a compilation of musings on one of the world's oldest beverages...and a few other topics.

Friday, February 4, 2011

The Midas Touch: As Ancient as Hugh Hefner

A couple nights ago, I tried (drumroll please)...Dogfish Head's "Midas Touch." According to Dogfish Head, "this recipe is the actual oldest-known fermented beverage in the world! It is an ancient Turkish recipe using the original ingredients from the 2700 year old drinking vessels discovered in the tomb of King Midas. Somewhere between wine & mead; this smooth, sweet, yet dry ale will please the Chardonnay of beer drinker alike."

Sounds...intriguing! But, let's start at the beginning.

After I poured the Midas Touch (not in a white wine glass, but, uh, thanks for the rec, DFH), I took a sniff. I then recoiled, slightly. Because the Midas Touch smelled like Natty Light congealed on a frat house floor, clomped on by girls from Long Island wearing black pants and NorthFace fleece while disposing of their cigarette ash. It immediately brought back flooding memories of flip cup, TRACS, and inadvertently giving myself food poisoning from accidentally mixing raw chicken juices with sauteed vegetables. Oh, college. But, I digress....much love for ellipses, btw.

So, the Midas Touch. According to the bottle, the beer contains honey, white muscat grapes, saffron, and barley. Yes, it does sound like something brewed in Egypt. Way to bring in current events, right?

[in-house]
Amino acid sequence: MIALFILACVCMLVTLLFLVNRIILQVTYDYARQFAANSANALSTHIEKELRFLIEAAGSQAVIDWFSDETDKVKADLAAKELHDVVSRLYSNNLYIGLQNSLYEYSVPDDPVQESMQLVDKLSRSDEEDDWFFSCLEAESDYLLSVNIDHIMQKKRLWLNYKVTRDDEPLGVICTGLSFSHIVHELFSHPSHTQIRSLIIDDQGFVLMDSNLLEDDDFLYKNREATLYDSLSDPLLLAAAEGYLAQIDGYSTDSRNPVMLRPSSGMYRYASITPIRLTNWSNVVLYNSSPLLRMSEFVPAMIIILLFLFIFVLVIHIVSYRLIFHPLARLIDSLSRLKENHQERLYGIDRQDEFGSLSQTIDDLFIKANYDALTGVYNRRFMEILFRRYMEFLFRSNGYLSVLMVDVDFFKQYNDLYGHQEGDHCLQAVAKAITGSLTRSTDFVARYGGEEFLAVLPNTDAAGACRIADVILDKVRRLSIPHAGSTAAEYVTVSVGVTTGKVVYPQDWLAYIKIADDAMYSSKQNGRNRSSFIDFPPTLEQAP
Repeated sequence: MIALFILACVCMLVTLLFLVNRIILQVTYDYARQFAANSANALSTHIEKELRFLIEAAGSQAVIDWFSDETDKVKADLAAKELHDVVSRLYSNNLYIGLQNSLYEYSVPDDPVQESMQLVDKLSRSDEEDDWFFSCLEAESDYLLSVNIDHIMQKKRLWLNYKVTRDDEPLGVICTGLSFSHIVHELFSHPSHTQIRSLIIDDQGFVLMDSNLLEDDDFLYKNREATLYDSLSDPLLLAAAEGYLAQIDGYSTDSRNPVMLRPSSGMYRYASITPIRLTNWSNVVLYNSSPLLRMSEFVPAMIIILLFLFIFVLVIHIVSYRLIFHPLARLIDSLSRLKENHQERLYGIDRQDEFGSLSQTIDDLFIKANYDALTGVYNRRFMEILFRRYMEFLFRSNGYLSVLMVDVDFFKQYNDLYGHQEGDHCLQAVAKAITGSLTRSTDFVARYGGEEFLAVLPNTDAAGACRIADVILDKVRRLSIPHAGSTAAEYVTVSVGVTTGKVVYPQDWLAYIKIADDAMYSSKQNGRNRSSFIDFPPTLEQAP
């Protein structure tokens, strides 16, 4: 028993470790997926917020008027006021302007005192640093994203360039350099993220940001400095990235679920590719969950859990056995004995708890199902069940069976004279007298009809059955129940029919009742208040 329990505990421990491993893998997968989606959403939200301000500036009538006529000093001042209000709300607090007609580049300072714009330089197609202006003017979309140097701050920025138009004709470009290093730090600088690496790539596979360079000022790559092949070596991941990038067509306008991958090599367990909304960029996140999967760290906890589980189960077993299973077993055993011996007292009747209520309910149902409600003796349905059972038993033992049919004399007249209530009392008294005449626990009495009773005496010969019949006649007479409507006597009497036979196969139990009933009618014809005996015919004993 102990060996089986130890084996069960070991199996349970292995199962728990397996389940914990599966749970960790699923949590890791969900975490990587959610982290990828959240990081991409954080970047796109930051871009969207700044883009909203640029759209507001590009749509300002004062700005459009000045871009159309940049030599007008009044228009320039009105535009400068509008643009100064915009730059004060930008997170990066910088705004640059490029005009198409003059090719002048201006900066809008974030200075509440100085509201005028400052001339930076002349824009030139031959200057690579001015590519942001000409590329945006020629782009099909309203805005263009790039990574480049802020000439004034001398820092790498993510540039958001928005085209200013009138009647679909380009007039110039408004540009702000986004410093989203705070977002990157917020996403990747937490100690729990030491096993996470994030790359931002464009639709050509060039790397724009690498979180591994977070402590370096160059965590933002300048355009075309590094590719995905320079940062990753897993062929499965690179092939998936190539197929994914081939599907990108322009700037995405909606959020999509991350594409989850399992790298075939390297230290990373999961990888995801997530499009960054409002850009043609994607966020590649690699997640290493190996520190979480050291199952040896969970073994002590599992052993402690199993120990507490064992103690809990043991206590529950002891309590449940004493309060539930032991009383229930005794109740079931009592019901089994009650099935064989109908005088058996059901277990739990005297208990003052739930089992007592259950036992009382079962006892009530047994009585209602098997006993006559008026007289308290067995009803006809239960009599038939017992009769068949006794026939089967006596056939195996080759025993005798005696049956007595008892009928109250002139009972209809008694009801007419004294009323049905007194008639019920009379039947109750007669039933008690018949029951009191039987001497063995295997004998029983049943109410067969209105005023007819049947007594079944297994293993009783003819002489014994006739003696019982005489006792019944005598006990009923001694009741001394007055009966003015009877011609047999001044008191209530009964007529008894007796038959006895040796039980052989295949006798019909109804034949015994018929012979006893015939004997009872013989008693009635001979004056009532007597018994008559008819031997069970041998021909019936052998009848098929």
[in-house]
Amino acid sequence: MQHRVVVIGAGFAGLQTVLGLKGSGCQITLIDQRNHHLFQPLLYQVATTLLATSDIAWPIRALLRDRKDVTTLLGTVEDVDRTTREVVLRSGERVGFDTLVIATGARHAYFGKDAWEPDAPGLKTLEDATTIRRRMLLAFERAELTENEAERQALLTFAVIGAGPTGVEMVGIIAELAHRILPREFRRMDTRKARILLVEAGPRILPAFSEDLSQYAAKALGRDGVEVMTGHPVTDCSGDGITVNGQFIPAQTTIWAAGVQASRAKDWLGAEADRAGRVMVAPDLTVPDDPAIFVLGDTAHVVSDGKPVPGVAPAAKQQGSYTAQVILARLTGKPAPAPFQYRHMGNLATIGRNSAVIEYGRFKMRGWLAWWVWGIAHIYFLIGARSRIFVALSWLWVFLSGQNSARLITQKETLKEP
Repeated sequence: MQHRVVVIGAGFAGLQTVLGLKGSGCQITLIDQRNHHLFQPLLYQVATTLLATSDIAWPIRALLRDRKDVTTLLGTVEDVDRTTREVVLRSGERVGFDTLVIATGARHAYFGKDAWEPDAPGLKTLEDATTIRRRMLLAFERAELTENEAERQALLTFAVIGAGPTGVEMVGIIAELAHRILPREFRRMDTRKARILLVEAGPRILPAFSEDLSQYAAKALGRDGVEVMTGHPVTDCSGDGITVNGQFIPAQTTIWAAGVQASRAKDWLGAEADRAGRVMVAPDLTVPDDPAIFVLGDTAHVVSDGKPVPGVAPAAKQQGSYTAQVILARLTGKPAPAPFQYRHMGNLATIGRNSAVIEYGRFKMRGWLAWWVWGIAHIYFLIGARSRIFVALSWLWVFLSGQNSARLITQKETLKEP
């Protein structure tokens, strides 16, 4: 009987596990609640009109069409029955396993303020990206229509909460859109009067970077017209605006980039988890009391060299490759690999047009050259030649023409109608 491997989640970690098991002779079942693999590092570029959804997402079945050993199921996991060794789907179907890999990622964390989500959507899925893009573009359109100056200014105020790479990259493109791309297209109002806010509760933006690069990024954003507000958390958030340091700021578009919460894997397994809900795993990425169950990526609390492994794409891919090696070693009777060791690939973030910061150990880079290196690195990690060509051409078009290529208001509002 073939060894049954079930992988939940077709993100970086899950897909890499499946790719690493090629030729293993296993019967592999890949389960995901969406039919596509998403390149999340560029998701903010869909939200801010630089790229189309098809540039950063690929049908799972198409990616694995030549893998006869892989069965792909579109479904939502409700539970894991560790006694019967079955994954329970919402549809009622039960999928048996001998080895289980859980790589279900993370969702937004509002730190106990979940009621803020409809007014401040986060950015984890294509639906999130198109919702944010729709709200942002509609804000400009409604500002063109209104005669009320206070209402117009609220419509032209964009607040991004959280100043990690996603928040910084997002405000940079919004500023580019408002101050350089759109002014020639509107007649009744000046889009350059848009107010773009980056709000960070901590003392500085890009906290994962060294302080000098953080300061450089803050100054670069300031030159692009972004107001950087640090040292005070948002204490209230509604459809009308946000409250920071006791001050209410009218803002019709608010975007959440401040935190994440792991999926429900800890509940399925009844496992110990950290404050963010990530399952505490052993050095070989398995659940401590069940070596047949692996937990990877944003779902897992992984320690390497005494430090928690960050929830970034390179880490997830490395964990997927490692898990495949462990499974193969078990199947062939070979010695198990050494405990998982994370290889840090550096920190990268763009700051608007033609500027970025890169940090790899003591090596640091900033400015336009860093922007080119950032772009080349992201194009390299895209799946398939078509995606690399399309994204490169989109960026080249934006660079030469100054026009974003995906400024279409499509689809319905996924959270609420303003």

The beer poured a beautiful amber color. And it tasted nothing like Natty Light. Fortunately.

The beer is bubbly, sharp, and carbonated. It's definitely a sweet beer, a little too sweet for my taste. In fact, it was almost like drinking a glass of champagne. That's not really what I go for, when seeking out a good beer. On top of this, the smell didn't do anything for me! Not that the smell should necessarily matter; as I mentioned, the similarity to Natty Light ended after a few whiffs. However, it's always amusing to read that a beer should have some divine, earth-shattering smell, only to have it be opposite. Ah well, could be my nose.

The honey definitely came through; the barley, not as much. The carbonation made it feel like (for a second, and for me, at least) there were pop rocks sitting on my tongue.

This beer has a pretty high abv- 9%. Despite that, it's a drinkable beer. It's not cloying alcoholic, as the ingredients do a good job of masking the abv (although my Aunt, upon taking a sip, did say, "all I taste is the alcohol." But then again, she rarely drinks beer.) Having said that, don't knock back 3 of these in one sitting. Because it's strong. It's not something to chug, it's not a great beer to drink through the night if your goal is getting hammered with your buddies, and it's a bit too intense for multiple glasses. If you're really enjoying the carbonation/sweetness/sharpness and wish to have a second, by all means, do. But know that you may be in for a slight headache.

For people who may be more keen on sweeter beers, this is a decent bet. In my opinion, calling the beer "one-dimensional" as some of the reviewers have claimed, is going to far. There is a flavor variety. Pay attention while you drink this.

On an unrelated note, I'm fairly tempted to do away (on my end) with the grades. It's just so subjective; I rather prefer to just describe, and think the description makes clear as to whether or not I enjoy the beer. But in the meantime, while I mull this BURNING QUESTION:

Midas Touch- B.

Have a great weekend, all! If you're out West, enjoy this crazy weather. If you're not out West, well...my sympathies, child.

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